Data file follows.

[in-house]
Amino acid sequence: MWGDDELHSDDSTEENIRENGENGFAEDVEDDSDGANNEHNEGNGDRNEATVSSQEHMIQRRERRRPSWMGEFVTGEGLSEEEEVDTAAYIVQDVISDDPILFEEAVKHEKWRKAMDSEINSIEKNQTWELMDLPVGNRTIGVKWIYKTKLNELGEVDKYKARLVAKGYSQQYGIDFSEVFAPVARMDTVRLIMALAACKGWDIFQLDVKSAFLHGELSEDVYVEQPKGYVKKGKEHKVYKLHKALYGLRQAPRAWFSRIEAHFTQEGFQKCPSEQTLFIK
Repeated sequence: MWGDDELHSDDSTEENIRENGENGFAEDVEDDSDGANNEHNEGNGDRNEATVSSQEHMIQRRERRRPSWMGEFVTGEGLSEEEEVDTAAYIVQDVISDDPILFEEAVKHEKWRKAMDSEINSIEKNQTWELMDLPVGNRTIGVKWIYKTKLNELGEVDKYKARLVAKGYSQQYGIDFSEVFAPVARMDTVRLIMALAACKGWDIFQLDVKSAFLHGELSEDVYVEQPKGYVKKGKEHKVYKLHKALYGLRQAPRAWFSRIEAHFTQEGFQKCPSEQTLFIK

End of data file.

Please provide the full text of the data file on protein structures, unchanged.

[in-house]
Amino acid sequence: MWGDDELHSDDSTEENIRENGENGFAEDVEDDSDGANNEHNEGNGDRNEATVSSQEHMIQRRERRRPSWMGEFVTGEGLSEEEEVDTAAYIVQDVISDDPILFEEAVKHEKWRKAMDSEINSIEKNQTWELMDLPVGNRTIGVKWIYKTKLNELGEVDKYKARLVAKGYSQQYGIDFSEVFAPVARMDTVRLIMALAACKGWDIFQLDVKSAFLHGELSEDVYVEQPKGYVKKGKEHKVYKLHKALYGLRQAPRAWFSRIEAHFTQEGFQKCPSEQTLFIK
Repeated sequence: MWGDDELHSDDSTEENIRENGENGFAEDVEDDSDGANNEHNEGNGDRNEATVSSQEHMIQRRERRRPSWMGEFVTGEGLSEEEEVDTAAYIVQDVISDDPILFEEAVKHEKWRKAMDSEINSIEKNQTWELMDLPVGNRTIGVKWIYKTKLNELGEVDKYKARLVAKGYSQQYGIDFSEVFAPVARMDTVRLIMALAACKGWDIFQLDVKSAFLHGELSEDVYVEQPKGYVKKGKEHKVYKLHKALYGLRQAPRAWFSRIEAHFTQEGFQKCPSEQTLFIK